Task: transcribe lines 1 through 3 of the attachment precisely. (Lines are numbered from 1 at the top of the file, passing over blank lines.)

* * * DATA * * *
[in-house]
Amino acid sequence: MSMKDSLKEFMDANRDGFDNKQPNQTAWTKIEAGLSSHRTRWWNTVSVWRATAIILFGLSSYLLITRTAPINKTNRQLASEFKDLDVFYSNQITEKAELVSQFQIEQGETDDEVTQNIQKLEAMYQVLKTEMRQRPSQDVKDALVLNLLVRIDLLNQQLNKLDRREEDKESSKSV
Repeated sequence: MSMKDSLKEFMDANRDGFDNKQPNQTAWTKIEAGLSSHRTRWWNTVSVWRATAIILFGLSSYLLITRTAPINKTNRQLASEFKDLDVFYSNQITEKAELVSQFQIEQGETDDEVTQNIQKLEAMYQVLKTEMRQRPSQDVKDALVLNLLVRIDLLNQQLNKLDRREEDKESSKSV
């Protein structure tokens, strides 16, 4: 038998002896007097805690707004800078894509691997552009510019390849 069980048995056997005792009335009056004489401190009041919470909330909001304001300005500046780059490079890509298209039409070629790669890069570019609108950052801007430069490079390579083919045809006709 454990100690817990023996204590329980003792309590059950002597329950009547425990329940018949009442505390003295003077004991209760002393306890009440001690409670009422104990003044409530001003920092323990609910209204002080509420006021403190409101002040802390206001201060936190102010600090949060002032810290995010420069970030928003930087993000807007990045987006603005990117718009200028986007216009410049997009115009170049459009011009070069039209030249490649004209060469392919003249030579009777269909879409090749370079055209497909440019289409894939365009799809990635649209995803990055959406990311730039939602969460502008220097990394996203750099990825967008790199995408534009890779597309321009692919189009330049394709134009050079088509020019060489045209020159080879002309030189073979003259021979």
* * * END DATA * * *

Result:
[in-house]
Amino acid sequence: MSMKDSLKEFMDANRDGFDNKQPNQTAWTKIEAGLSSHRTRWWNTVSVWRATAIILFGLSSYLLITRTAPINKTNRQLASEFKDLDVFYSNQITEKAELVSQFQIEQGETDDEVTQNIQKLEAMYQVLKTEMRQRPSQDVKDALVLNLLVRIDLLNQQLNKLDRREEDKESSKSV
Repeated sequence: MSMKDSLKEFMDANRDGFDNKQPNQTAWTKIEAGLSSHRTRWWNTVSVWRATAIILFGLSSYLLITRTAPINKTNRQLASEFKDLDVFYSNQITEKAELVSQFQIEQGETDDEVTQNIQKLEAMYQVLKTEMRQRPSQDVKDALVLNLLVRIDLLNQQLNKLDRREEDKESSKSV